Fireworks and BBQ – every American’s favorite Fourth of July celebration. Unfortunately, fireworks can be extremely scary and stressful for dogs, which means they are also stressful for dog owners. In fact, July has been recorded to have the highest number of runaway and lost dogs. In order to protect your pup this year, play it safe and prepare him for the celebration.
Keep ID information up to date
Whether your pup is microchipped or has ID tags, make sure that the information is legible and up to date. Make sure your dog’s name, your name, and phone number or address is clearly provided. This will help to reconnect your pup with you if he happens to escape during the day’s festivities.
Keep your pets inside
When it comes to fireworks, your dogs have no idea what is going on. They get stressed and scared and want to try to escape the noise pounding in their ears. The best thing you can do is to keep your pets inside before, during, and after the fireworks display.
Safe proof room/crate
Taking keeping your pets inside a step further, you may want to consider either crating your dog or creating a safe, escape-proof room for them to settle in during the fireworks. This will also help to ensure that your dog is safe and cannot get outside. During fireworks, some dogs will do anything to escape, including chew through drywall, digging at doors, or jumping through windows. Some pups even self-mutilate due to the stress. By creating a safe, stress-free area for your pup to stay during the fireworks is a great idea.
Noise machines not only help adults and babies go to sleep, but they can also help to drown out the loud noises caused by fireworks. Considering placing a white noise machine in the safe room with your dog or by the crate. If you don’t have access to a white noise machine, try playing some calming music for him. This is not the time to have a rock concert for your dog. Think more classical or jazz-something soothing for you pup’s ears. This could help keep him a little calmer during the firework show.
Just like humans, another great stress reliever for dogs is exercise. Make sure your dog has plenty of adequate exercise leading up to the fireworks. This could include going for a run in the morning, spending the afternoon swimming or playing fetch, and even going for an evening stroll before the fireworks start. This will help to get out a lot of energy and even tire him out, so that he can be a little more relaxed when the fireworks do start.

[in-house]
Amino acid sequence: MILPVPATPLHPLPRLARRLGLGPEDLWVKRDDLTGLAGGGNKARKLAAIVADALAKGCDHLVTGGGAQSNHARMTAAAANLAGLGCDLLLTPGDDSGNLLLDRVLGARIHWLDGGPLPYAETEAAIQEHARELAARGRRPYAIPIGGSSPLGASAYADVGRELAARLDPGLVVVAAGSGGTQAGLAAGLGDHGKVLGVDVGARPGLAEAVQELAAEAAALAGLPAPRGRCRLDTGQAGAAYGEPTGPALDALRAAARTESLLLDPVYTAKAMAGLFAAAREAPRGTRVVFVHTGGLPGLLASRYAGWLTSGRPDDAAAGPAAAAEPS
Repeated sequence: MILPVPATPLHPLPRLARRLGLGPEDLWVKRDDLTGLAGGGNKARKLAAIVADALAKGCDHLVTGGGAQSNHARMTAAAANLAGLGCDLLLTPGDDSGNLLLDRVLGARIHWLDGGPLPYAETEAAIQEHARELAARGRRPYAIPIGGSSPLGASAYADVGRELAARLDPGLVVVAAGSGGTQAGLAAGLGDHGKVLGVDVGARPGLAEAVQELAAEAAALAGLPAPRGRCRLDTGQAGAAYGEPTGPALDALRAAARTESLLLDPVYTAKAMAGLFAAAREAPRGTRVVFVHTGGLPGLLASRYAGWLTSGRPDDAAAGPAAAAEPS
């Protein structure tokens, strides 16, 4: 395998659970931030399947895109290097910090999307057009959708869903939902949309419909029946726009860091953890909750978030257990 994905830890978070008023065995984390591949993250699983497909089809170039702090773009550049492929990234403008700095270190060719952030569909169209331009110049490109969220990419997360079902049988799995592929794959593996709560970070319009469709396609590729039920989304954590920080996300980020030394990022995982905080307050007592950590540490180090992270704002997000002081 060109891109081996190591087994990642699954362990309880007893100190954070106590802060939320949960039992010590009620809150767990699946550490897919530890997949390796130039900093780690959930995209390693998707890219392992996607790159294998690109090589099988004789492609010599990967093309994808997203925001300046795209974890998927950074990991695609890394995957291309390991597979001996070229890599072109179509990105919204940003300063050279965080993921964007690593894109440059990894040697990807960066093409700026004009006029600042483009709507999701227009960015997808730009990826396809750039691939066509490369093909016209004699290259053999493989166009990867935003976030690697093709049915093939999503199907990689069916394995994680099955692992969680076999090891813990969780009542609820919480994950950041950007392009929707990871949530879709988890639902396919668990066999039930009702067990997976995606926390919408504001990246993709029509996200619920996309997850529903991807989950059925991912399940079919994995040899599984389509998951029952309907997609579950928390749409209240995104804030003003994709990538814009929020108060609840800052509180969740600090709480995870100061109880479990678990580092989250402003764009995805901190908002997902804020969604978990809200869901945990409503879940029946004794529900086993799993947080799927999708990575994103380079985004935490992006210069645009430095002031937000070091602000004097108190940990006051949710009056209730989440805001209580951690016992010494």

Some owners swear by anxiety wraps, such as the Thundershirt. Coats and wraps, such as the Thundershirt, help to keep pets during events such as fireworks, thunderstorms, car rides, and vet visits. They are designed to apply a hugging pressure to help alleviate feelings of stress and anxiety within our pets. If you know your pet gets extremely anxious, especially when it comes to loud noises, it may be worth a shot to try one of these coats.
Stay home with your pup
As much fun as it can be to watch fireworks, if you know your furry best friend is going to be a complete mess while you are away, consider foregoing the fireworks and staying home with him. Ensuring your pet’s safety is way more important than watching fireworks. Your pup will really appreciate that his best friend is there with him during this stressful time he is going through.
Your dog may be used to you having family and friends over to hang out during the summer, or any other time of the year for that matter. However, make sure when it comes to the BBQ that your guests know not to feed your dog anything that could possibly make him sick. This includes ANY kind of alcohol. Another thing to keep in mind is, with people constantly coming in and out, ensure that your pet is safe in your house or yard. Keep an eye out to check that the gate is always closed and secured and that doors aren’t accidentally left open, making it easy for your pup to slip out.
July 5-check your yard
Congratulations, your pup made it safely through the night thanks to all of your preparation! Now that all of the festivities are over, before letting your dog outside, take a few minutes to peruse your yard. Check for any trash or debris, especially any firework shrapnel that could have drifted into your yard. Clean up anything that doesn’t belong in your yard, so that when your dog does come outside he doesn’t try to eat it.
Your dog’s safety is first and foremost your responsibility and you owe it to him to take the precautions to keep him safe. Throughout the day, remember to keep an eye out for signs that your dog is experiencing stress, such as drooling, panting, constantly licking his lips, pacing, or trying to hide. If he is displaying any of these signs, you may want to put him in his crate or safe room, for a little bit with a toy to keep him occupied and allow him to settle.
From all of us at Kennel Key, we wish you all a very Happy Fourth of July!